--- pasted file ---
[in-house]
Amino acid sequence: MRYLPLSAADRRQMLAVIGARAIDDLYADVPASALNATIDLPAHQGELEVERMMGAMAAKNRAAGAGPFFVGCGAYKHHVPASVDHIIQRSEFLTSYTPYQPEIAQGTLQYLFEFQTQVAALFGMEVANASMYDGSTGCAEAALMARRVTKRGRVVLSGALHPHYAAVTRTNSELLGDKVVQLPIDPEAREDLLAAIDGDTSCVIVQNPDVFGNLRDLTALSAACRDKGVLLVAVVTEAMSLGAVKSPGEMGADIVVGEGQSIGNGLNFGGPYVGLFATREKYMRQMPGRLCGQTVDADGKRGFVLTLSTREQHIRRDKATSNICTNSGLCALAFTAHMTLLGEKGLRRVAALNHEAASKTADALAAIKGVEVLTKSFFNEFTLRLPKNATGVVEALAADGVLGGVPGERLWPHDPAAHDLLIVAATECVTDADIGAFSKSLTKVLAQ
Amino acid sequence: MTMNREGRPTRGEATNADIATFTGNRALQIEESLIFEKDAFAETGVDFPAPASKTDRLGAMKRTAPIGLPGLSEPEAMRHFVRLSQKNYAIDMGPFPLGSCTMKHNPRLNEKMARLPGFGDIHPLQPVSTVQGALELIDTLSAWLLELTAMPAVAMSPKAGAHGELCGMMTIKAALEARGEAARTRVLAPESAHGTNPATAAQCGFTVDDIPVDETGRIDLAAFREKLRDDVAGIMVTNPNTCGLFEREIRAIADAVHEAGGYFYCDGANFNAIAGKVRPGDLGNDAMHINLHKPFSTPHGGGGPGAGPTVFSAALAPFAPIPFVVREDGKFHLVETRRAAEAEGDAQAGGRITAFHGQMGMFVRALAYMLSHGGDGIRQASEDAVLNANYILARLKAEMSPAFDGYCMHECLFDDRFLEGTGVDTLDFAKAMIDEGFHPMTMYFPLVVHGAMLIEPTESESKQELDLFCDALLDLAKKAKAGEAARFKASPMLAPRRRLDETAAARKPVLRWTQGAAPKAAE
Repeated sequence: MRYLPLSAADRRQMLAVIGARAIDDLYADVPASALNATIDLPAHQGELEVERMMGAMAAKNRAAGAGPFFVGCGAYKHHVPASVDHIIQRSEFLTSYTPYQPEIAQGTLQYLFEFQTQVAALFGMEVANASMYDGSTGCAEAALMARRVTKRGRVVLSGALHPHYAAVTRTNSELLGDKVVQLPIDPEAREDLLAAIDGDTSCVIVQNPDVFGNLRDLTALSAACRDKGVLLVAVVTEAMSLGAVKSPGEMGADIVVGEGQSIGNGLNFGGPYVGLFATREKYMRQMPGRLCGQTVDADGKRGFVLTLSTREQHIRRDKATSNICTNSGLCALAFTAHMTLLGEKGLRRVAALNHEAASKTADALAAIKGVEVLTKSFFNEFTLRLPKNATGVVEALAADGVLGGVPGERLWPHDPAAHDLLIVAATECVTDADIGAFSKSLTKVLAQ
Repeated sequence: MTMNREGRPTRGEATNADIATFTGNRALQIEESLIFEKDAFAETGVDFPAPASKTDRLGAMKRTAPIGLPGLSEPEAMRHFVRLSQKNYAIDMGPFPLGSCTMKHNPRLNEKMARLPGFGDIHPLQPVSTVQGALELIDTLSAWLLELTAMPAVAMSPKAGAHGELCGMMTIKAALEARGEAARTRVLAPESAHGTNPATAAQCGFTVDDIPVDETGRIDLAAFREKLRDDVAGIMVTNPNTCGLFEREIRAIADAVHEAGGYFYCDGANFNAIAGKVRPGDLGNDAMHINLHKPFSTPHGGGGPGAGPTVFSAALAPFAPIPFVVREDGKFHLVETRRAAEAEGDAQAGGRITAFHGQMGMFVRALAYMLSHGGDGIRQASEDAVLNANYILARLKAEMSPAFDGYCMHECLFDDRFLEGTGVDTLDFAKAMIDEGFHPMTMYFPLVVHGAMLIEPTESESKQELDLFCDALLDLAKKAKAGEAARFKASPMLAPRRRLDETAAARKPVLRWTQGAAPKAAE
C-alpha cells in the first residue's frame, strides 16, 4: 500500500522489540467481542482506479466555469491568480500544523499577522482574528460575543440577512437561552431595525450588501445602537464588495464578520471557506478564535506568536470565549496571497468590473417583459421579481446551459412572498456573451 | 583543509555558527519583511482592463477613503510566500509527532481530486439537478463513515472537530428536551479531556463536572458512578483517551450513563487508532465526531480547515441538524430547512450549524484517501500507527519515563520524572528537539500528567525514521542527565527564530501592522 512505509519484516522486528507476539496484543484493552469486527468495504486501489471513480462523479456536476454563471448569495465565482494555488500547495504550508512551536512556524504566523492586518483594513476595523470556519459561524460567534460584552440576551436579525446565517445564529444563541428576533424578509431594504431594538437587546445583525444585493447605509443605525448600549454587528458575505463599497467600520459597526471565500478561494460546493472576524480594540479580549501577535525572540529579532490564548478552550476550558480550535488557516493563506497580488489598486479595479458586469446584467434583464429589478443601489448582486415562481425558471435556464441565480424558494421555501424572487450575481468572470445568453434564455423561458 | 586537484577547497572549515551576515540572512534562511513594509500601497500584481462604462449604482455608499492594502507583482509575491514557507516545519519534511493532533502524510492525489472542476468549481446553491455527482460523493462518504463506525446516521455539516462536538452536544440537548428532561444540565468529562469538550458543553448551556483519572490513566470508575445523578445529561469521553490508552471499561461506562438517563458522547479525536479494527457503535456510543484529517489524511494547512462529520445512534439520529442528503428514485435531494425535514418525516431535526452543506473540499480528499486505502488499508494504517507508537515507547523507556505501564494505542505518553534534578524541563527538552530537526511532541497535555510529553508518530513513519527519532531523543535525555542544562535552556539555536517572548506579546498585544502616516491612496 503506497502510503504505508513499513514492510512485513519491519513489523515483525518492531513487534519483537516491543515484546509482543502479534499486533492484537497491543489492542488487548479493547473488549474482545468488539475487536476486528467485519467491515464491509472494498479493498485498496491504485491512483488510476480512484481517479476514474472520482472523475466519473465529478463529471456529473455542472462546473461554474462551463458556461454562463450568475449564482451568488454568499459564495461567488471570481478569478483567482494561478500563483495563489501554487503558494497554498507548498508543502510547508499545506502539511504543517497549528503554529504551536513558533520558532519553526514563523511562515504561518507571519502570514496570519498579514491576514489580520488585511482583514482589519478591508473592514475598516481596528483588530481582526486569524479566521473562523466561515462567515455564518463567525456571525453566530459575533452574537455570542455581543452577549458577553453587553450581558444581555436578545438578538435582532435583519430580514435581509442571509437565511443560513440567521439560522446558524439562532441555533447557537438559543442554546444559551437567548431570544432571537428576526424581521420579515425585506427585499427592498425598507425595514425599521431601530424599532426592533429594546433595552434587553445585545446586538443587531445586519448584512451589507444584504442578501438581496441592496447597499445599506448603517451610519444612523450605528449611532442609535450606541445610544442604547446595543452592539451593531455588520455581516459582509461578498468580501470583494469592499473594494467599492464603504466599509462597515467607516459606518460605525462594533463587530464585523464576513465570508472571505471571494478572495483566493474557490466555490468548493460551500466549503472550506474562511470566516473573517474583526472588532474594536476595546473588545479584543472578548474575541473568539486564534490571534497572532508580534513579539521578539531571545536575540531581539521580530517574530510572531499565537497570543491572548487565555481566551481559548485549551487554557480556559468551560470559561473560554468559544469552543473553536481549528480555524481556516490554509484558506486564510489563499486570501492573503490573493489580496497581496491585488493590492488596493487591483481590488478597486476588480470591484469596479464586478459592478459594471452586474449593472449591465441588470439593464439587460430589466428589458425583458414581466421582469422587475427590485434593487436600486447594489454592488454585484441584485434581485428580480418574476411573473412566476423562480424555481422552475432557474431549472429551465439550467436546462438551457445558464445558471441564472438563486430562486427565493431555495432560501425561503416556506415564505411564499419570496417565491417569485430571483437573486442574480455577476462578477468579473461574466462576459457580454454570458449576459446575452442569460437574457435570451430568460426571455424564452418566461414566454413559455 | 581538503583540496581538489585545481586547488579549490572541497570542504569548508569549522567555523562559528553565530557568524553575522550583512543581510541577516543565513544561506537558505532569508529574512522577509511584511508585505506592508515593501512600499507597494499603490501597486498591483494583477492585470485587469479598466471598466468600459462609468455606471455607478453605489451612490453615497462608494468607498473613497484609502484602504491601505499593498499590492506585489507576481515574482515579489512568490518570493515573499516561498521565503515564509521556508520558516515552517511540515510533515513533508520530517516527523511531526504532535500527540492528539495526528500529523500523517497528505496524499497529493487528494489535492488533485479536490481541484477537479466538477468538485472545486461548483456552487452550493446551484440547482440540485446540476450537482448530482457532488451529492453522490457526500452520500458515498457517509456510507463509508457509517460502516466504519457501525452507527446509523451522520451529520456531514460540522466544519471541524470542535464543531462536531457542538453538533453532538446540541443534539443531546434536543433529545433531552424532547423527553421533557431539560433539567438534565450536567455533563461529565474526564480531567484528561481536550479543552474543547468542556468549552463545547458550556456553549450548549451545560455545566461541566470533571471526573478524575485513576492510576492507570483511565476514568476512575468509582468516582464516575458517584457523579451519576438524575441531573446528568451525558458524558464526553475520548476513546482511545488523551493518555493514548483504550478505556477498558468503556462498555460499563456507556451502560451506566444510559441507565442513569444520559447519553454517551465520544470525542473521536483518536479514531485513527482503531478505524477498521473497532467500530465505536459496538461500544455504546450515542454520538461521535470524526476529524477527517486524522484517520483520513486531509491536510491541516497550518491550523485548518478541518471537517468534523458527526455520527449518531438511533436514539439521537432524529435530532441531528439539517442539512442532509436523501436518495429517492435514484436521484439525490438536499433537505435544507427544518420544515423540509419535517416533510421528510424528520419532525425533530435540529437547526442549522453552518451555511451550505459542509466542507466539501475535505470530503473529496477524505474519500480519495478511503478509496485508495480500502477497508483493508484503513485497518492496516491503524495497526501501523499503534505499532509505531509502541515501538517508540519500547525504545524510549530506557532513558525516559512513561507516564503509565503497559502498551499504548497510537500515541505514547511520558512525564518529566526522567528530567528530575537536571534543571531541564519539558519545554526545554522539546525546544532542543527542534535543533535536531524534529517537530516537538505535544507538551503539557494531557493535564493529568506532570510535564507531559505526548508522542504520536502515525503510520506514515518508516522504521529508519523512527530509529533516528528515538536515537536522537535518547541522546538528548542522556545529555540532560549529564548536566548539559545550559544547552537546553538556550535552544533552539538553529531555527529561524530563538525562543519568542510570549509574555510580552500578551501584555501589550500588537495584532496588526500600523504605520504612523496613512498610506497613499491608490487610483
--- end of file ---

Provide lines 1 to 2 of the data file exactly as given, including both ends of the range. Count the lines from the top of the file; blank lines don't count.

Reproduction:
[in-house]
Amino acid sequence: MRYLPLSAADRRQMLAVIGARAIDDLYADVPASALNATIDLPAHQGELEVERMMGAMAAKNRAAGAGPFFVGCGAYKHHVPASVDHIIQRSEFLTSYTPYQPEIAQGTLQYLFEFQTQVAALFGMEVANASMYDGSTGCAEAALMARRVTKRGRVVLSGALHPHYAAVTRTNSELLGDKVVQLPIDPEAREDLLAAIDGDTSCVIVQNPDVFGNLRDLTALSAACRDKGVLLVAVVTEAMSLGAVKSPGEMGADIVVGEGQSIGNGLNFGGPYVGLFATREKYMRQMPGRLCGQTVDADGKRGFVLTLSTREQHIRRDKATSNICTNSGLCALAFTAHMTLLGEKGLRRVAALNHEAASKTADALAAIKGVEVLTKSFFNEFTLRLPKNATGVVEALAADGVLGGVPGERLWPHDPAAHDLLIVAATECVTDADIGAFSKSLTKVLAQ